Savills has posted a half-year drop in group underlying profit of 12 percent in constant currency terms to £38.4 million, blaming Brexit and political unrest in Hong Kong, according to a stock exchange announcement.
Group underlying profit for Asia Pacific fell 17 percent to £15.5 million ($19 million), compared with £18.6 million for the same period last year.
“Underlying demand for the secure income qualities of real estate remains high, but these macro uncertainties weigh on investor sentiment and make predictions in respect of near term market activity difficult to determine with accuracy,” Savills group CEO Mark Ridley said, while adding that continued investor demand, restricted supply and expectations of continued low interest rates suggest that the medium and long term dynamics of the real estate markets are positive, on the condition that “political clarity emerges”.
Savills group chief executive, Mark Ridley, said the drop in profit was due to political and economic uncertainty in many markets, particularly in the UK and Hong Kong, which had reduced the volume of real estate trading activity in recent months.
Hong Kong Investment Volumes Slide 34%
Savills said in its announcement to the bourse that Trump’s tariffs and the Sino-US trade tiff had affected investment confidence, particularly in Hong Kong, where the company’s office investment volumes declined by 34 percent during the first six months of the year.
The domestic housing market slowdown in Australia and Singapore, and reduced retail growth in Hong Kong, Singapore and Japan, also had an impact on trading, according to the property consultancy.
Despite the problematic profits, the London-listed firm’s income from commercial transaction fees in Asia Pacific increased by 14 percent, or 12 percent in constant currency, to £68.2 million, driven by a recovery in transaction activity in Japan, Singapore and China.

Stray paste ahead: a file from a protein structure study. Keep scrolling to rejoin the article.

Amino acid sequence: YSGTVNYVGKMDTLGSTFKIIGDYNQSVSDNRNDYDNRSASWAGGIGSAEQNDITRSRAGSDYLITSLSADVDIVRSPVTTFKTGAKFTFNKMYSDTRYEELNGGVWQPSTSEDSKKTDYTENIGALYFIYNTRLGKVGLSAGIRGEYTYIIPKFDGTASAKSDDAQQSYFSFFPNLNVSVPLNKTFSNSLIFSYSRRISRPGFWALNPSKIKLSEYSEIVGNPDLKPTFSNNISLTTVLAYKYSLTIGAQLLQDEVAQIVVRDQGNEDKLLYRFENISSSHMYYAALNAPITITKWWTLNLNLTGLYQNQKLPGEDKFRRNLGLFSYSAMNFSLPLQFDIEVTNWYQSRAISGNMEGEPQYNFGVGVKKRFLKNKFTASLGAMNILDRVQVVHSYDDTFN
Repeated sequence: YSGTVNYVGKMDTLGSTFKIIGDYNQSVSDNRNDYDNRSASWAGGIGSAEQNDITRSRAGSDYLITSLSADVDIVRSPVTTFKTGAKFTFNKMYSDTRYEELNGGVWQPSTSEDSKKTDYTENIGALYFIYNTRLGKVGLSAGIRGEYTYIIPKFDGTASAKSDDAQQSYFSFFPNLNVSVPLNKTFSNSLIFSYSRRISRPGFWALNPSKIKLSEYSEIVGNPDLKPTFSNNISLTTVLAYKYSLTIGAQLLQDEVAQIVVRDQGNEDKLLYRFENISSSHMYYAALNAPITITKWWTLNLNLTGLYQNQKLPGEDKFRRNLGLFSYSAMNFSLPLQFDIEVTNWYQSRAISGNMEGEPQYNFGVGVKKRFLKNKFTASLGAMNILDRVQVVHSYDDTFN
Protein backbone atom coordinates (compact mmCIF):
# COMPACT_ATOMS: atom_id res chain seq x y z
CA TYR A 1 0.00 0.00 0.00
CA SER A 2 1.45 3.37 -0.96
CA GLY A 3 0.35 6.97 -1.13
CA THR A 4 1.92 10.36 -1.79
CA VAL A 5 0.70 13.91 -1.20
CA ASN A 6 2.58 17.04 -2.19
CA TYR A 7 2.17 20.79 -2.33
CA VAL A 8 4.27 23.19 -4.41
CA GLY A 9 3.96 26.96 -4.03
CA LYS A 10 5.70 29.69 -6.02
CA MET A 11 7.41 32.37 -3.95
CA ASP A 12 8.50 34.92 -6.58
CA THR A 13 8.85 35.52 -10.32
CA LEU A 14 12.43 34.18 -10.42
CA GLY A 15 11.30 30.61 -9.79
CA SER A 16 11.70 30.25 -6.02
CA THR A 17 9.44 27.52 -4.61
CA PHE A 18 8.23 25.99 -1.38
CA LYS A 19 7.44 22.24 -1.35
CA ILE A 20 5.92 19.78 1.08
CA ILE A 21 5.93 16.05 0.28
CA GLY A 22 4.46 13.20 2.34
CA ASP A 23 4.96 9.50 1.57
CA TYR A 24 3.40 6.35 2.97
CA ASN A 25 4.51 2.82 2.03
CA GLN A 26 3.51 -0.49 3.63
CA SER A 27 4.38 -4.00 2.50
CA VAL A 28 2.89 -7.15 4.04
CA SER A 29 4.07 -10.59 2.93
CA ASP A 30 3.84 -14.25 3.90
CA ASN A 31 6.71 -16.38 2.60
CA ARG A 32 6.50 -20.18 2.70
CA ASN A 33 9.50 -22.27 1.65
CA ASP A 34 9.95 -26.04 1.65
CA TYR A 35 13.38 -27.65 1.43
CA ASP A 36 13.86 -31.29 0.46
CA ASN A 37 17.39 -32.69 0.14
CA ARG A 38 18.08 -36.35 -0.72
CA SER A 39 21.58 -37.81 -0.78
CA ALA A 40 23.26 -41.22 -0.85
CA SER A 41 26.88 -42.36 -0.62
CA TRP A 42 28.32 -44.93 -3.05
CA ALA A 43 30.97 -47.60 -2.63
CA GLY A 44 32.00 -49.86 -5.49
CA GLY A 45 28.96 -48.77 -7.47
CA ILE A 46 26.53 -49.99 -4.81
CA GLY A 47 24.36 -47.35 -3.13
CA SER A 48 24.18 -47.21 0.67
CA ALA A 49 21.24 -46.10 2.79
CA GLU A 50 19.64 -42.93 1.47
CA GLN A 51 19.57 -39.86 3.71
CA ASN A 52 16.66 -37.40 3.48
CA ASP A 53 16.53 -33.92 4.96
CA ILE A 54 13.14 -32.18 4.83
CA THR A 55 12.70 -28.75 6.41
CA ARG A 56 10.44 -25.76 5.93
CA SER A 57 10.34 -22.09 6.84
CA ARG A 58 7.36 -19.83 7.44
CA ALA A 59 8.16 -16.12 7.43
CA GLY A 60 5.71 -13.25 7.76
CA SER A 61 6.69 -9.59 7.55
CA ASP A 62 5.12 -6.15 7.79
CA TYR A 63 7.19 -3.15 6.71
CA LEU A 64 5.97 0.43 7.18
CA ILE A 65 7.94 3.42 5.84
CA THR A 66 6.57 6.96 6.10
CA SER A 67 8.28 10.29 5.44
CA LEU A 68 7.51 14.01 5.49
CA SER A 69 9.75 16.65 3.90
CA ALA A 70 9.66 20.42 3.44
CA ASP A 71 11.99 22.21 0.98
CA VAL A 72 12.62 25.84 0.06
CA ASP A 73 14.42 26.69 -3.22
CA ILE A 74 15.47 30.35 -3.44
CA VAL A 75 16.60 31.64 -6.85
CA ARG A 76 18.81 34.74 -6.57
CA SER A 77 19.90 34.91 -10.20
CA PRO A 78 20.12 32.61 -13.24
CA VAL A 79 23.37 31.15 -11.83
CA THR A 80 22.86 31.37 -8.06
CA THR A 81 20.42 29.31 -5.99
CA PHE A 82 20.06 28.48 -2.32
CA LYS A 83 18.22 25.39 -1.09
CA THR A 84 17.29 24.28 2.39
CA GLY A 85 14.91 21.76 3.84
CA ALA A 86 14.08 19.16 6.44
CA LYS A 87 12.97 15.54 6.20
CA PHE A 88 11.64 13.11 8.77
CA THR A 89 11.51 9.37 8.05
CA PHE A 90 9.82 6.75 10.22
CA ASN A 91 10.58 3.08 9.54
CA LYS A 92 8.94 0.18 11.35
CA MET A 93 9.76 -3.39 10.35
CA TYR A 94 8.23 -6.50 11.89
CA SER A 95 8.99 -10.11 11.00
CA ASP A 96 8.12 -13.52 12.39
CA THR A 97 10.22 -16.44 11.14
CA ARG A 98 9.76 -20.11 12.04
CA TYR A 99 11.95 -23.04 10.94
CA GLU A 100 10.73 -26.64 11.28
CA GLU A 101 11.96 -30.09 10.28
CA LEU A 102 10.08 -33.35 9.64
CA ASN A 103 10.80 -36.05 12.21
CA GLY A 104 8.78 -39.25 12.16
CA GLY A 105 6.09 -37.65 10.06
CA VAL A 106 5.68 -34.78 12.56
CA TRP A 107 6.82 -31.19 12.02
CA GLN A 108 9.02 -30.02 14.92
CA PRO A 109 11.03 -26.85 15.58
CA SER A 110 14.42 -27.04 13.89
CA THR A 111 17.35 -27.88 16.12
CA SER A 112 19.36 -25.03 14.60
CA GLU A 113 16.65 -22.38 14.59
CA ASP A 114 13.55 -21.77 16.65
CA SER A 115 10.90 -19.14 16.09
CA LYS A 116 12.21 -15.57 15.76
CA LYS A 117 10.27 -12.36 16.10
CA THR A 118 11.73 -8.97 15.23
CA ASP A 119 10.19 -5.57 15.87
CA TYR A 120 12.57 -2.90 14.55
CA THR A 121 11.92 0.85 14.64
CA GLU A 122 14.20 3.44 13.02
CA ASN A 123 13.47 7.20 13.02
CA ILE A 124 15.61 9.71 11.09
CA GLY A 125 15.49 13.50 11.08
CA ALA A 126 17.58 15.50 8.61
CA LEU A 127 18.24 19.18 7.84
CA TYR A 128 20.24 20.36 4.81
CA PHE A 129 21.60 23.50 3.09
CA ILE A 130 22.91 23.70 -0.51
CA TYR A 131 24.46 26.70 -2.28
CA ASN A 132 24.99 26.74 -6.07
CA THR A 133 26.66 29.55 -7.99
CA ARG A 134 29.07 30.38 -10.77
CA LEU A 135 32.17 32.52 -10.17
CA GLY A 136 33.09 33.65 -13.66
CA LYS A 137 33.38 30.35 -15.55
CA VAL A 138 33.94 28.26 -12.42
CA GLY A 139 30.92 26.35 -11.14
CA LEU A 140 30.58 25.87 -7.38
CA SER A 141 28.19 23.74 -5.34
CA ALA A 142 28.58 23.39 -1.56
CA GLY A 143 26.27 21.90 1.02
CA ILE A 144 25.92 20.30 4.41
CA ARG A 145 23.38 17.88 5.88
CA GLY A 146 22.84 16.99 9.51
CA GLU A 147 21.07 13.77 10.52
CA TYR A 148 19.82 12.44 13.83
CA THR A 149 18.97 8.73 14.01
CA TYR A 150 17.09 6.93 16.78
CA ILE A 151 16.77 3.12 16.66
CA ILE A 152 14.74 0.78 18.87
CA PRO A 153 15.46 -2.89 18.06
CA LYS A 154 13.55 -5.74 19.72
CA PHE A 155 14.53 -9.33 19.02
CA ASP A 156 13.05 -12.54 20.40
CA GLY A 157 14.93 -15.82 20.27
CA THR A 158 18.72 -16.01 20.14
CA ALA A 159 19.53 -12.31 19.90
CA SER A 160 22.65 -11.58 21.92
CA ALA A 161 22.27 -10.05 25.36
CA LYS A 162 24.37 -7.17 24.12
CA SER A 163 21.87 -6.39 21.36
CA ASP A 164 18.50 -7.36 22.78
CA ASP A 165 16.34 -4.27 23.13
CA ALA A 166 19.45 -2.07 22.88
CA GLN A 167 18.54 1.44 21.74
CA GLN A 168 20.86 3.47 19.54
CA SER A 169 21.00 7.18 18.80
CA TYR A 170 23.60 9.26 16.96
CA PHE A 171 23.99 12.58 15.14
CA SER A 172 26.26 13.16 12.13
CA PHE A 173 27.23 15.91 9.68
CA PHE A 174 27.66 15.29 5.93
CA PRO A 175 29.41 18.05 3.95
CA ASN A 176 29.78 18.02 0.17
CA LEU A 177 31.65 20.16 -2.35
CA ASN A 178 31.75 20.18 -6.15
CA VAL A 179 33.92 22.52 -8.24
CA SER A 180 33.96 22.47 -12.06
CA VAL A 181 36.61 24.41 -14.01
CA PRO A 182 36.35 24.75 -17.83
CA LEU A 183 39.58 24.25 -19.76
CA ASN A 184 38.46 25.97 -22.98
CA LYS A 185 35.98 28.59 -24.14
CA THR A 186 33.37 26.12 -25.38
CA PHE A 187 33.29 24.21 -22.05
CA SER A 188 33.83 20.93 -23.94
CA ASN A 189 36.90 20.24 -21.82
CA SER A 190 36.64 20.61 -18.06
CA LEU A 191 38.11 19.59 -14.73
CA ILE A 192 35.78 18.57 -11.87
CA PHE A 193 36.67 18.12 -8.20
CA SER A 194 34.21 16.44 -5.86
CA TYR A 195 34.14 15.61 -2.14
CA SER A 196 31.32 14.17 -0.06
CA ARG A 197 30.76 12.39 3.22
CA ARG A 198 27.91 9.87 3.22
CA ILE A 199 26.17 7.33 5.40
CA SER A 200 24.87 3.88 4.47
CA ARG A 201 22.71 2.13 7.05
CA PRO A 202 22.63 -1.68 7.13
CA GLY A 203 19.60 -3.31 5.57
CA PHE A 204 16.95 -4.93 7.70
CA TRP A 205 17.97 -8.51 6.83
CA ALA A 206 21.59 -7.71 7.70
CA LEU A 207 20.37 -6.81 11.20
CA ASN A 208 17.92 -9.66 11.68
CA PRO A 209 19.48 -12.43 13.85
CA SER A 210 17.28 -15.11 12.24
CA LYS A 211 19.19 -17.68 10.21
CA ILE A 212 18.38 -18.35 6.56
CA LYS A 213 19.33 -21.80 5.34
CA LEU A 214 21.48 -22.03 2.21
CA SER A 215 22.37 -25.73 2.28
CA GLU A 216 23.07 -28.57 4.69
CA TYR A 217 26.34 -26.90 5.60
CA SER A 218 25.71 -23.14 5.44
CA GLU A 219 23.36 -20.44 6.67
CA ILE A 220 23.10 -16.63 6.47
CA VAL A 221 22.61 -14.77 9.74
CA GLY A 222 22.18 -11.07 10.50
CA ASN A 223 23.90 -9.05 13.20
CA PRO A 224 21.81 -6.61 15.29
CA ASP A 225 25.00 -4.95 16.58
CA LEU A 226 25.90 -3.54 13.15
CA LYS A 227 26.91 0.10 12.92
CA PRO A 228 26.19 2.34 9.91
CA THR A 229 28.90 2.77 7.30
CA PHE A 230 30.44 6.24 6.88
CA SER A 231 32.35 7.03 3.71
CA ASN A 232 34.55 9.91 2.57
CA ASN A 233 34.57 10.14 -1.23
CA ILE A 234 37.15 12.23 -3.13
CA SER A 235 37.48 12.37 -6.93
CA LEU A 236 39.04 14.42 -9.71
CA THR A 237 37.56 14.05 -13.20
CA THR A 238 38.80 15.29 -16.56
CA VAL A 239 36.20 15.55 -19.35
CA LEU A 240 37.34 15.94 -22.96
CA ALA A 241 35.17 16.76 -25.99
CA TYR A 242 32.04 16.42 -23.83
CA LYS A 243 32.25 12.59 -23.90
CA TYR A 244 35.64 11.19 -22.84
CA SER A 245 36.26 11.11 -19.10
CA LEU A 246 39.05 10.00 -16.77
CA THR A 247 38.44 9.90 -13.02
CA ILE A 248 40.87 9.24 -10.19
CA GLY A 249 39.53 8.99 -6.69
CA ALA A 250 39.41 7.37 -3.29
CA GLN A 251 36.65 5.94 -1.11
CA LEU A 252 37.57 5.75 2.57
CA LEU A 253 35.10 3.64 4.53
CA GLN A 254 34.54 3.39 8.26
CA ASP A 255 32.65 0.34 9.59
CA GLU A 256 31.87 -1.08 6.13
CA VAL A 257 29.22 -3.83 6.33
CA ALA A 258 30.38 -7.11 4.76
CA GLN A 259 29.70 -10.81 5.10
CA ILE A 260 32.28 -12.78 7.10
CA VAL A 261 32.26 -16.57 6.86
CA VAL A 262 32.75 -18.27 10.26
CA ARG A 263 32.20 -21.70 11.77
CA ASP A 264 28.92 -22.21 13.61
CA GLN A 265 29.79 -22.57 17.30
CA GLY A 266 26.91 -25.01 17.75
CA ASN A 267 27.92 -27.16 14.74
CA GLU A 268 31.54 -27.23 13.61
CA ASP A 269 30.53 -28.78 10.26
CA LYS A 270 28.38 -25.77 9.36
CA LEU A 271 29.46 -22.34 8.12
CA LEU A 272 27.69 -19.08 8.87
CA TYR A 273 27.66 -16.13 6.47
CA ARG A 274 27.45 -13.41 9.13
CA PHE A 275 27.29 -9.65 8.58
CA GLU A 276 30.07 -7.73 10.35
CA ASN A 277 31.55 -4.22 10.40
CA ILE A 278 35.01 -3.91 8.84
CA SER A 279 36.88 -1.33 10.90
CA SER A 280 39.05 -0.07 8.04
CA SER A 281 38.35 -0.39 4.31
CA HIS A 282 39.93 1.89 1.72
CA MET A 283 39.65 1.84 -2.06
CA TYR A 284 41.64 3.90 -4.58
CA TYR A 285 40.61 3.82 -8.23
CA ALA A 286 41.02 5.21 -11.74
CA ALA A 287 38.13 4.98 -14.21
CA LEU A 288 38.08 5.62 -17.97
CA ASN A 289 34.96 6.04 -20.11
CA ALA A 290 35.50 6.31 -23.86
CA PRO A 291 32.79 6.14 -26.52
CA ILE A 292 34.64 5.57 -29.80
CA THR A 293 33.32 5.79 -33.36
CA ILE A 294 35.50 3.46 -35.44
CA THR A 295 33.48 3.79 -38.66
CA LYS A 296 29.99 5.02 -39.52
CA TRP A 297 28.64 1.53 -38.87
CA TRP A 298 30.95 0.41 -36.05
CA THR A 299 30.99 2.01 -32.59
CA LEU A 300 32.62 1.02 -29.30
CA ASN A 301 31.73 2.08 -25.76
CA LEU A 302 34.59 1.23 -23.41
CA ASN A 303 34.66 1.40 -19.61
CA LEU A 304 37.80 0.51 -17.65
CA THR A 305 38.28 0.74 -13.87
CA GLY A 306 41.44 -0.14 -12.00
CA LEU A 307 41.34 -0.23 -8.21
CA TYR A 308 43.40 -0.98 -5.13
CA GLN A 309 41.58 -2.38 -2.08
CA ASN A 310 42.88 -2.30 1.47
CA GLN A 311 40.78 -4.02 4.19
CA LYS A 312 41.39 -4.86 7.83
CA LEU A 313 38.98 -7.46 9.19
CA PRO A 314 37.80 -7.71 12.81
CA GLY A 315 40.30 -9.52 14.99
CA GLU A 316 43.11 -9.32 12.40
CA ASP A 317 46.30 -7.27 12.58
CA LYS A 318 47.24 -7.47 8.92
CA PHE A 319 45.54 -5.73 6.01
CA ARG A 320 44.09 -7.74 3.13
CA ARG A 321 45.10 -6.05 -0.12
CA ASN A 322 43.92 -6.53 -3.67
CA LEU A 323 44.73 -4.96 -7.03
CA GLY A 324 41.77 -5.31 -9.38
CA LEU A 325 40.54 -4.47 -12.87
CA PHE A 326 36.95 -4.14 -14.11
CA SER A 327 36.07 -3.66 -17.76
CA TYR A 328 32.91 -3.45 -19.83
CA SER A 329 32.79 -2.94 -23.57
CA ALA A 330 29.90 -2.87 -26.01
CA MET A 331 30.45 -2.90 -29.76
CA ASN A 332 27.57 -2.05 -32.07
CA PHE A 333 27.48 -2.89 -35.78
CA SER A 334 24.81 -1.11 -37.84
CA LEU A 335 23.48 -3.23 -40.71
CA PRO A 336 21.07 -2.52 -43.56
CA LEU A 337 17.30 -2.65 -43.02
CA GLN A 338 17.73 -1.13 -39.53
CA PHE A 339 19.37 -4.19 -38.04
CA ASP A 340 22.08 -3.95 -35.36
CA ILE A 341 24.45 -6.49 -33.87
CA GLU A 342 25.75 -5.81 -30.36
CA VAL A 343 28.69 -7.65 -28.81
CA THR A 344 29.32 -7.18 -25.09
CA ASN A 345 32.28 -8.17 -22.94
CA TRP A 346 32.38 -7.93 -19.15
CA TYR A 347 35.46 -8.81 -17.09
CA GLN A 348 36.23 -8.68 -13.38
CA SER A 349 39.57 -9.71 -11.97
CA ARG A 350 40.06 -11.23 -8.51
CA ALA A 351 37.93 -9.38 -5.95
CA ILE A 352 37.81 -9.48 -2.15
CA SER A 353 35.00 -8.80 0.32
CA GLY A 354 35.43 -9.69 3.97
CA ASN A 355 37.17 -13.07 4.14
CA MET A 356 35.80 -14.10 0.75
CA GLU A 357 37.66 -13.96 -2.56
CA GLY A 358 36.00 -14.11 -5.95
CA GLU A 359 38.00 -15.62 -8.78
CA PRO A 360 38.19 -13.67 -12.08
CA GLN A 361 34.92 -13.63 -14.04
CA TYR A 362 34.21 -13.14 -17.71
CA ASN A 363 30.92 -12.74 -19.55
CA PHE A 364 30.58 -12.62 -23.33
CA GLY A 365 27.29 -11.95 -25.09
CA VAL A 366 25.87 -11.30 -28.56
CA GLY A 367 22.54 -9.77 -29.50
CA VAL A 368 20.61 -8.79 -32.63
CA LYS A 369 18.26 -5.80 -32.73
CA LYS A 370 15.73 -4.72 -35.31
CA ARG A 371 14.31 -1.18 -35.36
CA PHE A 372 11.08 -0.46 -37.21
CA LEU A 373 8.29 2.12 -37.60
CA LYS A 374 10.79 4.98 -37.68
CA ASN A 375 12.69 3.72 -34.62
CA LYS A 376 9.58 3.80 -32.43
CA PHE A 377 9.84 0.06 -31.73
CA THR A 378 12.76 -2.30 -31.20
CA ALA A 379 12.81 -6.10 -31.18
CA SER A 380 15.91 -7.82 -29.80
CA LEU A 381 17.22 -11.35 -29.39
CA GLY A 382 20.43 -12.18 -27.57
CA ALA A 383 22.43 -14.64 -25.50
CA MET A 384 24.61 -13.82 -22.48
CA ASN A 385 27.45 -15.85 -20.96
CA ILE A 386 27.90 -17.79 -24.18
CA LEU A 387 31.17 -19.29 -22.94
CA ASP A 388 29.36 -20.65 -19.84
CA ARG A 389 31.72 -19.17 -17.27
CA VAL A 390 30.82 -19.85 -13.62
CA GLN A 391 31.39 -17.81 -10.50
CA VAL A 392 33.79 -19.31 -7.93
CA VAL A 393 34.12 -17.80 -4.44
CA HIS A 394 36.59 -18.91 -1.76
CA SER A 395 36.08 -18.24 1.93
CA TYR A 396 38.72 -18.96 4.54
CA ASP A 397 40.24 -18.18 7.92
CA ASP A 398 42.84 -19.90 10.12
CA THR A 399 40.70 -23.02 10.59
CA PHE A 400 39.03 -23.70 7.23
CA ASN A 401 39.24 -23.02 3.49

However, Savills’ overall underlying profits from its Asia Pacific commercial transaction business fell 26 percent to £4.2 million for the half year, which the firm blamed on uncertainty within the Hong Kong market, as well as a “lag effect” of investment made in growing teams in China, Singapore and Australia.
Savills said that income from residential transaction fees in the region had been hit by last year’s cooling measures in Singapore and weaker markets in Australia and Shanghai, which had pushed income down 17 percent to £14.7 for the year until the end of June, or 19 percent in constant currency.
Underlying profits in the region for Savills’ residential business fell 48 percent to £1.4 million for the half year.
UK and Eurozone Knocked by Brexit
In the UK, underlying profits in the firm’s residential business plunged 44 percent to £3.5 million, while group-wide transaction advisory profits halved to £9.9 million.
The company said the decline was due to a “decline in capital markets activity in some of our key commercial markets and the impact of investment in key teams, the benefit of which will materialise in future periods.”
In Europe and the Middle East, the company’s transaction fee income increased by 4 percent to £43 million, despite business in this region making an underlying loss of £7.2 million for the first half of the year.
“Slowing Eurozone growth has led to a flight to quality and a lack of supply of prime assets has restricted investment activity,” Savills said in its statement, adding that logistics assets had continued to experience yield compression as investors priced in future growth in demand.
As of 30 June this year, the company’s net debt was £139 million, up from £94.6 million for the same period last year, the company said.
Shares in London-listed Savills PLC were down 2 percent following the announcement.